Montori Hughes isn’t a bad back-up along the D-line (3 fumble recoveries last season), but can he push for a starting spot. As a fifth-rounder, the expectations aren't sky-high, but if he can make an impact this season, he might move to the top of this list.

The other draft picks are no longer on the team.

I’ll gladly listen to your thoughts on who should be declared the "winner" for this draft, but for right now, I have to say:

The best pick of this draft: undecided (so far, none).

The 2014 Draft

How do you judge a draft after one season? You can’t, really. But we’re going to do it anyway! Just remember that things may change as these men get more years under their belt. There were only five picks, so we’ll look at each of them in backwards order.

Ulrick John is a developmental project along the O-line. He’s got some good football skills, but spent all last season on IR (some say he was "stashed" there so the Colts wouldn’t have to risk someone else signing him away from their practice squad). But really, seventh-round picks are a crapshoot anyway.

Andrew Jackson (round 6) lasted a year before he was released due to two DUI arrests within the year.

Jonathan Newsome (round 5) was drafted amid comparisons to Robert Mathis. Of course, this excited the fanbase, but as the season approached, several people didn’t expect him to do much of anything. He played in all 16 games (starting once) and forced four fumbles while recording 6.5 sacks and 24 tackles. For comparison’s sake, former fifth-round pick Robert Mathis recorded 3 forced fumbles, 3.5 sacks, and 17 tackles as a rookie. Newsome was a fantastic value pick.

In the third round, Grigson pulled the trigger on a Wide Receiver, Donte Moncrief. Of the four main receivers on the Colts, Moncrief had the best hands (catching 65.3% of the passes thrown his war), and put up 444 yards and 3 touchdowns (he scored another one in the playoffs). Look for him to have a much bigger impact this year. Those aren’t the best numbers in the world (very similar to Hakeem Nicks), but most WRs take a couple seasons to really start to live up to their potential. Still, this is a good pick.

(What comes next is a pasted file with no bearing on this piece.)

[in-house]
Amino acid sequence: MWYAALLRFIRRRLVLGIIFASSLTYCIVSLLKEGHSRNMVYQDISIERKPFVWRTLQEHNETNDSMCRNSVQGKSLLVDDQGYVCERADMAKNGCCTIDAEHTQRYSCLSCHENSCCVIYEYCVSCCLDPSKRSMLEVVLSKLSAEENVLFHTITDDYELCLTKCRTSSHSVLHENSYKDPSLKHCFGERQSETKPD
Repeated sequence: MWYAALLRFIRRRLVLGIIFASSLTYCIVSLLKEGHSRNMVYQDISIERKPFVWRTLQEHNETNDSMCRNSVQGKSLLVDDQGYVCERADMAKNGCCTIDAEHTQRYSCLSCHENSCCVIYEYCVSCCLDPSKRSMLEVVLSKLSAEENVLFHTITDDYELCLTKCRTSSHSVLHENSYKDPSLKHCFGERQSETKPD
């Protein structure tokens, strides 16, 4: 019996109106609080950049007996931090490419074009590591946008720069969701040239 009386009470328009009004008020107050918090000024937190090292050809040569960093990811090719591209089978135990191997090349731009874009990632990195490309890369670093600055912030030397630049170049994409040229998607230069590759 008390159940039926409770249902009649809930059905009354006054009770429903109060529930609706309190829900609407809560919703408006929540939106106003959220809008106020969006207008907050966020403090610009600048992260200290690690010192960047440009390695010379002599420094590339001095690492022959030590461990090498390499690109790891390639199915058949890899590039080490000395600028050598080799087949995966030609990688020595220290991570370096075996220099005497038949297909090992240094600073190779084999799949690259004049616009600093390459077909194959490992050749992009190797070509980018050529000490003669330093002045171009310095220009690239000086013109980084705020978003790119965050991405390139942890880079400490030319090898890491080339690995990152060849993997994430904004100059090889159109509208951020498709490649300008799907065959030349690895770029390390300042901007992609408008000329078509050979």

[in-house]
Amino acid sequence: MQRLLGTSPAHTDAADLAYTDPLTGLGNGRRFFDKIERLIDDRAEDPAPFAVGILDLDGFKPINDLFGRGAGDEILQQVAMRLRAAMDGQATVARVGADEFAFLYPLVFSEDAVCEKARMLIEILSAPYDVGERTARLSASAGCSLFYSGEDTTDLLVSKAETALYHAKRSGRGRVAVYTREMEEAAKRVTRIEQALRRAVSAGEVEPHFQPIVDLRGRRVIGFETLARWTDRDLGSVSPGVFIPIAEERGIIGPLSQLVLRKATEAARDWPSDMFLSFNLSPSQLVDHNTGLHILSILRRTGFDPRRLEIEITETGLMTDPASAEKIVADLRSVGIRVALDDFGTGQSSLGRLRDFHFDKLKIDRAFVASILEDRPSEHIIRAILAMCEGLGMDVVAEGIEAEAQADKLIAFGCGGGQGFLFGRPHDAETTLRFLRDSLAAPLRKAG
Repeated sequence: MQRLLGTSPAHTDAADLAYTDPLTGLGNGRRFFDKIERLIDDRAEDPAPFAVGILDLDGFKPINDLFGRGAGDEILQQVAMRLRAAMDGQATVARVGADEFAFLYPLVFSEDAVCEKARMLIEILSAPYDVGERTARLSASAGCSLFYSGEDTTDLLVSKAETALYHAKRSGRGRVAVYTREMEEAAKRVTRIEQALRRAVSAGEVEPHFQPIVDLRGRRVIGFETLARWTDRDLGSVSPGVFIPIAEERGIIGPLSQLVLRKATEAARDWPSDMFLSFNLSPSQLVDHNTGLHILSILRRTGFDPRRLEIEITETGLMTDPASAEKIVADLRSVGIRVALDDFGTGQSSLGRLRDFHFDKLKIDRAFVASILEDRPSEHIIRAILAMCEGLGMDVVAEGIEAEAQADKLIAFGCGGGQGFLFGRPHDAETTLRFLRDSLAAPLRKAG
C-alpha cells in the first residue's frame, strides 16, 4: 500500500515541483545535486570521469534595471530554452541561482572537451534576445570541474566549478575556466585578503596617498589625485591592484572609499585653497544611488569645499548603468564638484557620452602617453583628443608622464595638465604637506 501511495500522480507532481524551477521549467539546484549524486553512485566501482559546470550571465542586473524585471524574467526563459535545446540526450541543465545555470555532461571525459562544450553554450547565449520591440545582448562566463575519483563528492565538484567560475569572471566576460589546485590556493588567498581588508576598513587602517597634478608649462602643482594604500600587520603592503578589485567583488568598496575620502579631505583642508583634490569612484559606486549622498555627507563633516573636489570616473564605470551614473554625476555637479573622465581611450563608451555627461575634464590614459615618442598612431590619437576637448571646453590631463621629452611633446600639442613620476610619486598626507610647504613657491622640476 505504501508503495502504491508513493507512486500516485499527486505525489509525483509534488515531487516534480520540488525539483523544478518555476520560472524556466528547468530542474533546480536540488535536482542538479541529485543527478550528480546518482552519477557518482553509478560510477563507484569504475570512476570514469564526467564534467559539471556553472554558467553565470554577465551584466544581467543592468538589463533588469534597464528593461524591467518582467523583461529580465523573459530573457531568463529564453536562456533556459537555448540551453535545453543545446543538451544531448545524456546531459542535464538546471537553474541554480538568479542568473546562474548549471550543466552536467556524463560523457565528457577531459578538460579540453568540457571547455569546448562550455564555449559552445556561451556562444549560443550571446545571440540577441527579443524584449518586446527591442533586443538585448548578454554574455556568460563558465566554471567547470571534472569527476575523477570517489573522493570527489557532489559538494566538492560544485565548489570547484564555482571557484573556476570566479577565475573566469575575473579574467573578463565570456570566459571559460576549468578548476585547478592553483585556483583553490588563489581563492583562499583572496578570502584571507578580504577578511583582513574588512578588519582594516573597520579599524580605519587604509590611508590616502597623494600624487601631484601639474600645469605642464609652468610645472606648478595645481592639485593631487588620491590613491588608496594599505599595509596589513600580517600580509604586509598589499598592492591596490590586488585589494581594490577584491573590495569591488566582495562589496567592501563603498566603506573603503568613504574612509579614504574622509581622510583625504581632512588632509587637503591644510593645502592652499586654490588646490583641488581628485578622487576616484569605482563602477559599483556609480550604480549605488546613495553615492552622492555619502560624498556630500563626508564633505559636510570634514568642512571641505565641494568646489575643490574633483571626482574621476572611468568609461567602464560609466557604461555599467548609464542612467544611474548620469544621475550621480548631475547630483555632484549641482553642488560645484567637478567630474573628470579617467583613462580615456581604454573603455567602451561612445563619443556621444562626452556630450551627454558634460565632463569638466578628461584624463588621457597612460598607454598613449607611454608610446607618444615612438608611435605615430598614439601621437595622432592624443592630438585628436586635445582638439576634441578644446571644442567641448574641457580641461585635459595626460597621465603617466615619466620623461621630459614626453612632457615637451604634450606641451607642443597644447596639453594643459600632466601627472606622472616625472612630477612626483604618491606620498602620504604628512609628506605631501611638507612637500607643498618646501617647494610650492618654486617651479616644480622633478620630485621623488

Jack Mewhort came in and immediately started. He was a welcome addition to the Colts O-line, and the hope is that he will remain there for years to come and continue to improve. Last year, one writer called him "the Colts’ most consistent lineman." That is definitely what you want and what you expect from your second-round pick.

But which one to choose? Mewhort is solid, but he was expected to be. Moncrief has a lot of potential, but he hasn’t reached it yet (there’s still time, no worries). From a sheer production standpoint, and considering that he was a fifth-round pick, I’m giving the early nod to…

Best pick of this draft: Jonathan Newsome

What are your thoughts on the Grigson draft picks?

Previous Articles in this Series:

Part One: The Jim Irsay Years (1984-1993)

Part Two: The Bill Tobin Years (1994-1997)

Part Three: The Polian Years: Part One (1998-2004)

Part Four: The Polian Years: Part Two (2005-2011)